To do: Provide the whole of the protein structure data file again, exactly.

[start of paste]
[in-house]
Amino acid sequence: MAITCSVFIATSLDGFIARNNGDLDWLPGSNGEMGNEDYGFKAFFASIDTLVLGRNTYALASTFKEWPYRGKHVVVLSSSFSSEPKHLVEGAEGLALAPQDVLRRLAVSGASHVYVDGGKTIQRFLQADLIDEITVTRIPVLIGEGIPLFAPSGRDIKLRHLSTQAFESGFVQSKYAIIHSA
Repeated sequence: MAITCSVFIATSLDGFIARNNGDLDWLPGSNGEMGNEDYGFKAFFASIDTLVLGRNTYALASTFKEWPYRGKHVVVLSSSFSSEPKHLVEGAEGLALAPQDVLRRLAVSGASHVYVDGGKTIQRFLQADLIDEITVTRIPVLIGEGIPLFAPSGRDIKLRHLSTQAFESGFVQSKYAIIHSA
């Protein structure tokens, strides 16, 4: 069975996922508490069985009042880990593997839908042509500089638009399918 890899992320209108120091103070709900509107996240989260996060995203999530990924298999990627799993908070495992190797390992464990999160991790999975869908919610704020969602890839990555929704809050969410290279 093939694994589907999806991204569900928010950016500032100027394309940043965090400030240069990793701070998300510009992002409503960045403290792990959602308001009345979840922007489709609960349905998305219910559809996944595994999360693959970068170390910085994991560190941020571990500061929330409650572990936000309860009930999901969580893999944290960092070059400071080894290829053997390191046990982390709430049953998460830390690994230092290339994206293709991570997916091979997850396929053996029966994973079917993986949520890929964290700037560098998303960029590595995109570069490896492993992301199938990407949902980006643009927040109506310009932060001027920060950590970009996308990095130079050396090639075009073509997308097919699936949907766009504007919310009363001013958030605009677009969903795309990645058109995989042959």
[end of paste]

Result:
[in-house]
Amino acid sequence: MAITCSVFIATSLDGFIARNNGDLDWLPGSNGEMGNEDYGFKAFFASIDTLVLGRNTYALASTFKEWPYRGKHVVVLSSSFSSEPKHLVEGAEGLALAPQDVLRRLAVSGASHVYVDGGKTIQRFLQADLIDEITVTRIPVLIGEGIPLFAPSGRDIKLRHLSTQAFESGFVQSKYAIIHSA
Repeated sequence: MAITCSVFIATSLDGFIARNNGDLDWLPGSNGEMGNEDYGFKAFFASIDTLVLGRNTYALASTFKEWPYRGKHVVVLSSSFSSEPKHLVEGAEGLALAPQDVLRRLAVSGASHVYVDGGKTIQRFLQADLIDEITVTRIPVLIGEGIPLFAPSGRDIKLRHLSTQAFESGFVQSKYAIIHSA
């Protein structure tokens, strides 16, 4: 069975996922508490069985009042880990593997839908042509500089638009399918 890899992320209108120091103070709900509107996240989260996060995203999530990924298999990627799993908070495992190797390992464990999160991790999975869908919610704020969602890839990555929704809050969410290279 093939694994589907999806991204569900928010950016500032100027394309940043965090400030240069990793701070998300510009992002409503960045403290792990959602308001009345979840922007489709609960349905998305219910559809996944595994999360693959970068170390910085994991560190941020571990500061929330409650572990936000309860009930999901969580893999944290960092070059400071080894290829053997390191046990982390709430049953998460830390690994230092290339994206293709991570997916091979997850396929053996029966994973079917993986949520890929964290700037560098998303960029590595995109570069490896492993992301199938990407949902980006643009927040109506310009932060001027920060950590970009996308990095130079050396090639075009073509997308097919699936949907766009504007919310009363001013958030605009677009969903795309990645058109995989042959």